Debunking Health and Wellness Myths!
Have you ever watched the show “MythBusters”? The basic premise is a group of people goes around testing out urban legends and myths, proving them to be true or false. Well, they should do that in the health and wellness world as well. There is so much conflicting information out there that it makes it challenging for the general health seeker. More often than not, they read an article that has no scientific backing and follow the lead. Or worse, they are so paralyzed by the amount of information on a subject, that they forget about it altogether.
It’s time to debunk some myths in the health and wellness world. Below are some of the most common questions I see every day that will help you separate fact from fiction. Noah and I discussed this on our Wellness Wednesday Facebook Live so check that out too!
Can I target one area of my body to lose fat?
There is no such thing as spot reduction fat loss. You can do as many sit-ups as you want (although I advise against sit-ups) to try to lose belly fat or have a whole training session dedicated to triceps and losing the fat on the backs of the upper arms. Stop doing it because it doesn’t work that way. You cannot tell your body to just take fat off your midsection or triceps or thighs. It’s not possible so stop doing it. If you see a product on the market saying it can spot reduce fat, run away. To lose body fat, it takes an approach that covers the entire spectrum. Consistent strength training, consistent cardio training, consistent recovery, consistent sleep and consistent healthy nutrition. If you can do all of these CONSISTENTLY, your body composition will change and you will become healthier and leaner.
What’s better for me: Cardio or Strength training?
Both are great for you. Depending on what your primary goal is will dictate which you will want to do more of. If you are a powerlifter, clearly cardio is not a concern and if you are a marathon runner, cardio is more of a priority. For most people that are looking to maybe shed a few pounds and become a healthier version of themselves, you need both. The American College of Sports Medicine recommends at least 150 minutes of moderate cardiovascular exercise per week as well as 2-3 days of strength training. By doing both, you help create a body has a strong muscular foundation and one that has a strong cardiovascular system. Keep moving and keep lifting!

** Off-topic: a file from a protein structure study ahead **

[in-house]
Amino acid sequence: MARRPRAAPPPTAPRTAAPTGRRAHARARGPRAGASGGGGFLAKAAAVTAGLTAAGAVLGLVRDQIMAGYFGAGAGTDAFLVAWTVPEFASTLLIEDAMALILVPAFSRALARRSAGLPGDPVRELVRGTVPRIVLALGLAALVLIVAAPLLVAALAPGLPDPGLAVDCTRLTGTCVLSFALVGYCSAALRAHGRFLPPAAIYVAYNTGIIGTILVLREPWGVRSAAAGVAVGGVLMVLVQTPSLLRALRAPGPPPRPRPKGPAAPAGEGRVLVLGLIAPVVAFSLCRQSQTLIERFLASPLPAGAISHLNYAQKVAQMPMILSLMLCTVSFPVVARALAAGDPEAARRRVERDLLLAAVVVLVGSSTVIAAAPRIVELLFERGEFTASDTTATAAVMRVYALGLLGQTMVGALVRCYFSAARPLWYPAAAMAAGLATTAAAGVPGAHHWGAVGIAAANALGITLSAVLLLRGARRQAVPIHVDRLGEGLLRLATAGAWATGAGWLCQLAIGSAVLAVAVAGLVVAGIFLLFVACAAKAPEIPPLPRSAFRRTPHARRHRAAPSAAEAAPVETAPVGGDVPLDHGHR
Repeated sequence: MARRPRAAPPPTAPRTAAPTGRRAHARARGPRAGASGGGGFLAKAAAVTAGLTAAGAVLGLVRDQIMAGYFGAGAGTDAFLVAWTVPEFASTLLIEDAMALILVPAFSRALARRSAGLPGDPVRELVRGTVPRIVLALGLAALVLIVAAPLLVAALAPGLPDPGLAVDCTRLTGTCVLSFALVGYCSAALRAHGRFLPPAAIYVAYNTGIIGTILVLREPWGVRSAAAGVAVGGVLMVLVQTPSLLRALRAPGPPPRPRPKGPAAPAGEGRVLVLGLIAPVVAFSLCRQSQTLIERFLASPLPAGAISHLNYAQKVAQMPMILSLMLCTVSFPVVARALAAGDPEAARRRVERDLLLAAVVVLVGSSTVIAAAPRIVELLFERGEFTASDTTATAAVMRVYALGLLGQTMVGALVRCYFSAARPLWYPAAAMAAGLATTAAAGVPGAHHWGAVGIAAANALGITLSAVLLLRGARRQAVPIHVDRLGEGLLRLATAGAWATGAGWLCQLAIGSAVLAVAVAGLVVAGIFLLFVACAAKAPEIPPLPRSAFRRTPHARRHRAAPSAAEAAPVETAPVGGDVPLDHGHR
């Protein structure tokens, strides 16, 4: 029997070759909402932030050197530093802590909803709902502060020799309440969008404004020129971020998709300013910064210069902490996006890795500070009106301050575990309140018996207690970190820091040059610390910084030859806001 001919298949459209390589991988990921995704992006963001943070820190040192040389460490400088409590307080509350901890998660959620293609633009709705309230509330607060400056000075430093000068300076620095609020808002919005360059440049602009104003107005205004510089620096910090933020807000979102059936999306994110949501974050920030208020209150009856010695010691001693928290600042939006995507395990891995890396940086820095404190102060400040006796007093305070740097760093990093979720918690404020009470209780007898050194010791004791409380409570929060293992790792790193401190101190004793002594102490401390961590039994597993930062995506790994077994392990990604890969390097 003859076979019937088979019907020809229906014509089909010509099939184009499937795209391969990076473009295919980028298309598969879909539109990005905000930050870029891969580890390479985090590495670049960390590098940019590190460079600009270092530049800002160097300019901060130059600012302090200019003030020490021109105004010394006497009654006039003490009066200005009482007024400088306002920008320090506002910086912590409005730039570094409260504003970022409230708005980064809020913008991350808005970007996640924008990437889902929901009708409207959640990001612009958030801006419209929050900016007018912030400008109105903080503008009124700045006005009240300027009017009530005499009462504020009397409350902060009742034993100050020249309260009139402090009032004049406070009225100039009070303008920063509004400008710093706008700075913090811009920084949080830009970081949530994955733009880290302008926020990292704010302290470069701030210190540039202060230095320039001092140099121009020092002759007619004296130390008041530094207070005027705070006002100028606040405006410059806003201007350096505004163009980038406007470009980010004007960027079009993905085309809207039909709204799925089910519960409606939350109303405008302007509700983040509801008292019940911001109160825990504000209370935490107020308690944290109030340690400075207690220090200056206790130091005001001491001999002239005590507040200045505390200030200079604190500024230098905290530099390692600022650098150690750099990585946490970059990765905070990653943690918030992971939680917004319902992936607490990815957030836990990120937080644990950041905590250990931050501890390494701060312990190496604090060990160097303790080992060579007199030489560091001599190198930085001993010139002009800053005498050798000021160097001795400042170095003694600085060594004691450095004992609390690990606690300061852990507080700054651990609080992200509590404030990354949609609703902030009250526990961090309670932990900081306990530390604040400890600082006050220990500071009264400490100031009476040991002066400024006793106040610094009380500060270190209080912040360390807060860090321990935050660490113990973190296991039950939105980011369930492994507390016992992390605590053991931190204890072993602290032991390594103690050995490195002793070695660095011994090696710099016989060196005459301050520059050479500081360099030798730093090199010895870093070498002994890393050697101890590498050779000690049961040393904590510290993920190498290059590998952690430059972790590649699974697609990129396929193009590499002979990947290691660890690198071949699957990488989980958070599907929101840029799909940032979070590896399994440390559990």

Do women get bulky from weight training?
No. If more women performed consistent strength training and moved up on their weights, their body composition would change drastically. Women do not possess the testosterone required to “bulk up” so forget about it. To create lean muscle, a diet of just cardio training is not going to cut it. Strength training is the key to building a stronger body. Remember, strength training can come in a few different varieties. Bodyweight moves such as push-ups and squats, weighted moves such as bench press and deadlifts, kettlebell moves such as swings all are strength training. Next time you’re in the gym ladies, add a little more weight to the bar or hammer out an extra set of push-ups. Your body will thank you!
Are alcohol and coffee bad for you?
This is a common question asked by many because most of you enjoy a glass of wine or beer after a long day and coffee is your go-to fuel source in the morning. This question has a lot of variables so let’s break down alcohol first.
Alcohol has been shown to “possibly” have a few benefits if drank in moderation. According to a study performed by the Mayo Clinic, a glass of wine or a beer could possibly reduce the risk of heart disease. This doesn’t mean if you are not drinking to take it up by any means. If you enjoy a drink in the evening, that’s fine. Here are a few rules though:
Always in moderation.
Drinking your calories is never a great idea and wine and beer can rack up the calories in a hurry. Did you know a large glass of red wine is about 120 calories? A 12-oz. Bud Light has 110 calories in it. That can add up in a hurry. Not to mention, too much alcohol can result in a hangover and I don’t have to go into the consequences from that.
No drinks at least three hours before bed.
While many believe alcohol can help you get to sleep, the quality of sleep suffers. Alcohol has been shown to interrupt your REM sleep which can prevent your body and brain from recovering and will leave you feeling tired in the morning.
Next, let’s move on to coffee. The recommended dosage is up to four cups per day and coffee has many healthy benefits including:
Improving focus and mental clarity
Improving athletic performance
Providing essential nutrients and antioxidants
MAKING YOU FEEL ALIVE!
That is if you don’t abuse coffee. For some coffee is your lifeline and keeps you going throughout the day. That’s not good. I enjoy a cup or two of coffee but you shouldn’t have to rely on coffee to get you through your day. Here are some rules to follow when drinking your coffee:
Watch what you put in it.
The biggest problem today with coffee though is the artificial sweeteners and sugars. Anytime you walk into a Starbucks or Dunkin Donuts, you probably see someone with an extra-large coffee with whipped cream, extra sugar, and some sort of flavoring. That is not coffee. That is called dessert or sugar with a splash of coffee.